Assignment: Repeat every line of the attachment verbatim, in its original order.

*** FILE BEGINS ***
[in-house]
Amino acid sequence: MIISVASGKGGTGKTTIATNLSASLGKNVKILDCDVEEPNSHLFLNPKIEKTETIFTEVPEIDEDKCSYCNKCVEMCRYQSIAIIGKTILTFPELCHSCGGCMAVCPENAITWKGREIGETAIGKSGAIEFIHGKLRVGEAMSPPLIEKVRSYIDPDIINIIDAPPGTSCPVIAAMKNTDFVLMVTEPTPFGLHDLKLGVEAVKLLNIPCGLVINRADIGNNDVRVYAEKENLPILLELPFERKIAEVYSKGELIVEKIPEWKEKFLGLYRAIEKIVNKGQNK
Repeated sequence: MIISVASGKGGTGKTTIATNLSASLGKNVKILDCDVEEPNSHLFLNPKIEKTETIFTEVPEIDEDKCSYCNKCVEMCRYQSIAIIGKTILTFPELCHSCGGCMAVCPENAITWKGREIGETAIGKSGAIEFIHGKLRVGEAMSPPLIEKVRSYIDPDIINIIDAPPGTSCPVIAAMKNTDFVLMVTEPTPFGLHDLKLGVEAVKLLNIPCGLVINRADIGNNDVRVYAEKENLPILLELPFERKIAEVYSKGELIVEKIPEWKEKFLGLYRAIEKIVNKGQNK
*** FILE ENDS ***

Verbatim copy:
[in-house]
Amino acid sequence: MIISVASGKGGTGKTTIATNLSASLGKNVKILDCDVEEPNSHLFLNPKIEKTETIFTEVPEIDEDKCSYCNKCVEMCRYQSIAIIGKTILTFPELCHSCGGCMAVCPENAITWKGREIGETAIGKSGAIEFIHGKLRVGEAMSPPLIEKVRSYIDPDIINIIDAPPGTSCPVIAAMKNTDFVLMVTEPTPFGLHDLKLGVEAVKLLNIPCGLVINRADIGNNDVRVYAEKENLPILLELPFERKIAEVYSKGELIVEKIPEWKEKFLGLYRAIEKIVNKGQNK
Repeated sequence: MIISVASGKGGTGKTTIATNLSASLGKNVKILDCDVEEPNSHLFLNPKIEKTETIFTEVPEIDEDKCSYCNKCVEMCRYQSIAIIGKTILTFPELCHSCGGCMAVCPENAITWKGREIGETAIGKSGAIEFIHGKLRVGEAMSPPLIEKVRSYIDPDIINIIDAPPGTSCPVIAAMKNTDFVLMVTEPTPFGLHDLKLGVEAVKLLNIPCGLVINRADIGNNDVRVYAEKENLPILLELPFERKIAEVYSKGELIVEKIPEWKEKFLGLYRAIEKIVNKGQNK